When I was in college, one of the sorta funny, corny, traditional (and when I say traditional, I mean dating back only-God-knows-how-many decades, if not a century+) songs we sang for the Glee Club was called “Pea Green Freshmen.”
The very last verse went like this:
“Where, oh where are the funny, funny faculty? (3 times)
Safe at last in their trundle beds.”
When I think of that song now, I — first of all — feel pity for the poor faculty back then. They must have felt a bit like servants (more on that later), if they were expected to sleep in trundle beds the entirety of their tenure. Or like they were at camp their entire adult lives.
My second thought is — trundle beds are brilliant! My boys (8.5 and 4.5 years) haven’t done any sleepovers at friends’ houses yet, but they do love to have sleepovers in each other’s rooms. Unfortunately, the one on the floor usually wakes up a few times during the night, calling me in for help getting back into his sleeping bag, onto his sleeping pad, or finding his pillow. No sleep for Mommy.
I saw the image above in House Beautiful in the issue back when we lived in our little ranch house in Nashville and stored it in my brain for years. (Thankfully, I was able to find it again! It’s from 2010!) At the time, what struck me, well, beyond the beautiful design, was that the designer, his wife, and their daughter all shared this tiny bedroom in their Manhattan apartment.
Back then to me, that trundle bed raised the question of how he and his wife enjoyed any privacy … if you get my drift. We had just come from New York a few years earlier, where I knew at least a few couples who sacrificed their privacy to their child (all of them only had one — one doesn’t have to think hard why) in order to remain in a small apartment in a plum spot on the Upper West Side.
Safe at Last in Their Trundle Beds
But speculation on matrimonial bliss aside, trundle beds really are a brilliant idea. I think I said that already.
To most American minds, trundle beds had their beginnings in the pioneer days on the frontier, an idea propagated in no small part by Little House on the Prairie. But the contraptions were actually conceived far earlier amongst the nobility of Europe and were used by maid- and men-servants, so that they might be close at hand for all those midnight emergencies, like stirring the fire or emptying the chamber pot at 2:00 AM.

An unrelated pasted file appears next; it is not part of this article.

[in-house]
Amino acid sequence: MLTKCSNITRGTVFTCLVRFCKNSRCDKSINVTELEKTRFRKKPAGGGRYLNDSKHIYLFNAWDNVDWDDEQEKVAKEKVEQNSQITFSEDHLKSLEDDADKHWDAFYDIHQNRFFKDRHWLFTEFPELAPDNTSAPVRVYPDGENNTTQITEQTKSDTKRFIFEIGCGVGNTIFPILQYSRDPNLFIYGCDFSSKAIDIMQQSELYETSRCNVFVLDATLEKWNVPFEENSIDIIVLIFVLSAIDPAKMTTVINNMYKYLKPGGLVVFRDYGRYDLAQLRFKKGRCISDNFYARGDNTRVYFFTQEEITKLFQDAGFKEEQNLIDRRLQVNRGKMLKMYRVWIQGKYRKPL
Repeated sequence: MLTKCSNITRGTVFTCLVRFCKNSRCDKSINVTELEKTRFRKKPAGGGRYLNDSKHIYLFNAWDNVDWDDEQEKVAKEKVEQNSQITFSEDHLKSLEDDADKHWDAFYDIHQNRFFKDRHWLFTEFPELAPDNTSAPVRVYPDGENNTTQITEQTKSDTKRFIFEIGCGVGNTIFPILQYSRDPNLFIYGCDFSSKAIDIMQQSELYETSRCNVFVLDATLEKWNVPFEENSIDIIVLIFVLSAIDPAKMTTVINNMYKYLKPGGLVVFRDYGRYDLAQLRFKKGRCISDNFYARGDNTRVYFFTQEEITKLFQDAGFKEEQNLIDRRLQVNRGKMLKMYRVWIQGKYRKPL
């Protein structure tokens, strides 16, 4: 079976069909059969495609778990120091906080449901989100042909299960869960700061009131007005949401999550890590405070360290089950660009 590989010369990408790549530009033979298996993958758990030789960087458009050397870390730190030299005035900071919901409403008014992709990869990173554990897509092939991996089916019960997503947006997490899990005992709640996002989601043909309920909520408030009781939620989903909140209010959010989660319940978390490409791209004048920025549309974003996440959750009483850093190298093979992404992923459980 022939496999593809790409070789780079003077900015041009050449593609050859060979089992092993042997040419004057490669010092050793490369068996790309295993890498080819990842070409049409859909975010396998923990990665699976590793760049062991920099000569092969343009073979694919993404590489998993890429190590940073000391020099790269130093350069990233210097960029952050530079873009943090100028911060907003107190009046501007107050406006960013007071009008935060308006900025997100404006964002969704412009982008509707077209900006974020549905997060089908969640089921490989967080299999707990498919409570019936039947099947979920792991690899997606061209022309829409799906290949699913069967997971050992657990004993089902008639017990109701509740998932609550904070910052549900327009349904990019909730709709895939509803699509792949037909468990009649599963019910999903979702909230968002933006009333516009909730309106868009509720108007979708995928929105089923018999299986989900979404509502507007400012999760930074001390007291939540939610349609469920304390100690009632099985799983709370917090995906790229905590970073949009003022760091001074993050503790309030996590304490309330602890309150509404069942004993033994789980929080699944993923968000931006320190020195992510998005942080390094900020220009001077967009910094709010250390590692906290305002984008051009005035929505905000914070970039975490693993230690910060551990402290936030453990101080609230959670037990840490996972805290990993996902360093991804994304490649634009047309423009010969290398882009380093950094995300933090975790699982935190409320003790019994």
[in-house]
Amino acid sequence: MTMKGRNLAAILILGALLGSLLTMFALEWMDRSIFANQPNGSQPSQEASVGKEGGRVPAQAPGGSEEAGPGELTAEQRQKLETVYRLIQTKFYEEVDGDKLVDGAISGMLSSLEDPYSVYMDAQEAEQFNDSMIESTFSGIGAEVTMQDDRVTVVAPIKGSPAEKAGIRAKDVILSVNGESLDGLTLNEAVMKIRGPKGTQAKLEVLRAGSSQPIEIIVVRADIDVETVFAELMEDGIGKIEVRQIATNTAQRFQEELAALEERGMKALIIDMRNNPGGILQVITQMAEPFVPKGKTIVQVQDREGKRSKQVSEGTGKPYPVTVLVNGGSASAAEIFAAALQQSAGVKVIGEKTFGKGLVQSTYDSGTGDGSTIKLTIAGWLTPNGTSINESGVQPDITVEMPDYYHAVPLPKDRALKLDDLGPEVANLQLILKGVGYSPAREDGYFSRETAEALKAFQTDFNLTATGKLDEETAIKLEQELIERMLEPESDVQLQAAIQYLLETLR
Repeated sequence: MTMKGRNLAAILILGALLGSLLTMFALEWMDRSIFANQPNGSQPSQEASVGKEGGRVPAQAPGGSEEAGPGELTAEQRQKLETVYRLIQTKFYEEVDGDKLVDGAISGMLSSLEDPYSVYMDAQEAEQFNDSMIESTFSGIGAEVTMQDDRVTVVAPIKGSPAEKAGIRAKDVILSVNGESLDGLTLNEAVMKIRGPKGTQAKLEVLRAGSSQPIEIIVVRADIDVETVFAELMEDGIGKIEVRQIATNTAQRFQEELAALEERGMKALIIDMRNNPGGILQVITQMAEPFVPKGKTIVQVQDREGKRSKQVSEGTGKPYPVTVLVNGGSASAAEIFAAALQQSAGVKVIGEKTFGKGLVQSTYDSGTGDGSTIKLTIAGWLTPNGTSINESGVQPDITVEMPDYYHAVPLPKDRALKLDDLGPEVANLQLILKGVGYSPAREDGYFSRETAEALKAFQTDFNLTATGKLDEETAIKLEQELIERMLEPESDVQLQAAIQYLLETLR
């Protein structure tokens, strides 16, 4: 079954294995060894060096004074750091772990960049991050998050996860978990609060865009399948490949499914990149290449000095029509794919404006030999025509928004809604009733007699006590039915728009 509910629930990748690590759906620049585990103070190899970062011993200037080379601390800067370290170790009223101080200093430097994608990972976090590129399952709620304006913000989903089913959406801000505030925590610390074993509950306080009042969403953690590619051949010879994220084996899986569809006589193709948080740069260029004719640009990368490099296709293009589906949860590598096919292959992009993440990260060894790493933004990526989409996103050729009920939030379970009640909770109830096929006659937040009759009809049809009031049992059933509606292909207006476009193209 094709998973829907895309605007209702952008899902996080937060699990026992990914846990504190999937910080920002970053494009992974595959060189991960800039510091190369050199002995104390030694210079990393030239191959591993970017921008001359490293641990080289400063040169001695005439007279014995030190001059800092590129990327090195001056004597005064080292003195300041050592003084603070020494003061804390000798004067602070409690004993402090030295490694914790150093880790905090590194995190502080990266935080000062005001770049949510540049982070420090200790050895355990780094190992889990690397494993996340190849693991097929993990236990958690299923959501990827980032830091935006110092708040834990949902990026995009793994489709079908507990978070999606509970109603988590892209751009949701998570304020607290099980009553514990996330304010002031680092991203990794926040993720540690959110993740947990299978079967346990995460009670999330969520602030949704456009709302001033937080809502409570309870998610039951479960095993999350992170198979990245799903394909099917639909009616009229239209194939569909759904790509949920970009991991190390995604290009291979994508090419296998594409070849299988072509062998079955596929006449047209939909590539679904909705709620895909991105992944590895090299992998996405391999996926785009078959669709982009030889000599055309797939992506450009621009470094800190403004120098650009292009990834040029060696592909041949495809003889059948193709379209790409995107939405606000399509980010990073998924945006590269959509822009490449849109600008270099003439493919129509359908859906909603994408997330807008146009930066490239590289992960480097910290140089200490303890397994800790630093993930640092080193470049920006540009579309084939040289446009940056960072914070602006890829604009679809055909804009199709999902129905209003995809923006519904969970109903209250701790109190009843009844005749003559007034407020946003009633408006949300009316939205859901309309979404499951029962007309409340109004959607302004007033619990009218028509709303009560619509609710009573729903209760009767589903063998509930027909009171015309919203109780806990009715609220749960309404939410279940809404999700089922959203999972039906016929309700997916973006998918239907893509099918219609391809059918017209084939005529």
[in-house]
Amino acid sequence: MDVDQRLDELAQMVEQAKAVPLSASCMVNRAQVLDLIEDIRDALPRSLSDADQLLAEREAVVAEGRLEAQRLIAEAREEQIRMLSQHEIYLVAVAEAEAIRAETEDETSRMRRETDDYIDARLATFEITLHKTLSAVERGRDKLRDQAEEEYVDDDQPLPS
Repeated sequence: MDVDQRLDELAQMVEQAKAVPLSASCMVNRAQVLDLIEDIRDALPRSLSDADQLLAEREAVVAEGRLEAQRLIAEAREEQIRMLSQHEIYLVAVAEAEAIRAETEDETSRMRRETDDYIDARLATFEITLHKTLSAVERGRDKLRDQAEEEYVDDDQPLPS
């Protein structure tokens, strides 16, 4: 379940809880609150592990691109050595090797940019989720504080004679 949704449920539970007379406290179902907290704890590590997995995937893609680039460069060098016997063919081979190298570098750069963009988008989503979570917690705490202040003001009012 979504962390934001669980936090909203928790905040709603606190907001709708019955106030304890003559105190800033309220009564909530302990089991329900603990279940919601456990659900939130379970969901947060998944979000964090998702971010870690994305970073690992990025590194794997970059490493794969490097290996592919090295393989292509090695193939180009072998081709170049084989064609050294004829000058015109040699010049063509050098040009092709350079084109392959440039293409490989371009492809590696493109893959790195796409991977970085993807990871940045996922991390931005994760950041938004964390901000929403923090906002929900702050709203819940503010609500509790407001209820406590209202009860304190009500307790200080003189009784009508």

I love modern-day trundle beds because someone actually gets to sleep on a real mattress! Unlike with a pull-out sofa (and pull-out sofas are necessary in various instances, too!), no mattress has to fold up, no metal supports that you still feel and keep you awake all night.
There are tons of trundle beds out there, but, being the stickler for better quality that I am, not many actually make the grade of what I am willing to try. Here’s why:
1. Hardwood Construction: Knowing the wear and tear my kids will put on the beds they’ll be sleeping in until they fly the coop, tossing and turning in (if not jumping on) them, I look for higher quality, wood construction. Staples and MDF are not going to hold up long-term and will just have to be replaced halfway down the line. But of course you have to do what your budget allows!
Furthermore, if the humidity fluctuates as much in your house as it does in mine, your furniture swells and shrinks with the seasons. Example: I bought a vintage pine desk for my youngest son and left it in the cottage for the summer (no air conditioning). The drawers swelled shut. Stupid me. Hardwood swells and shrinks less, so look for hardwood construction, like poplar or birch, over pine.
2. Hidden Storage: As much as I love trundles, I don’t love to see them. A made bed, covers and all, fully visible beneath another bed does NOT appeal to my sense of interior aesthetics. For example:
This look does nothing for me — as far as the trundle bed goes, anyway.
The Best Trundle Beds (IMHO)
Those two conditions slim down the pickins’ a whole lot. Let’s see what’s left over.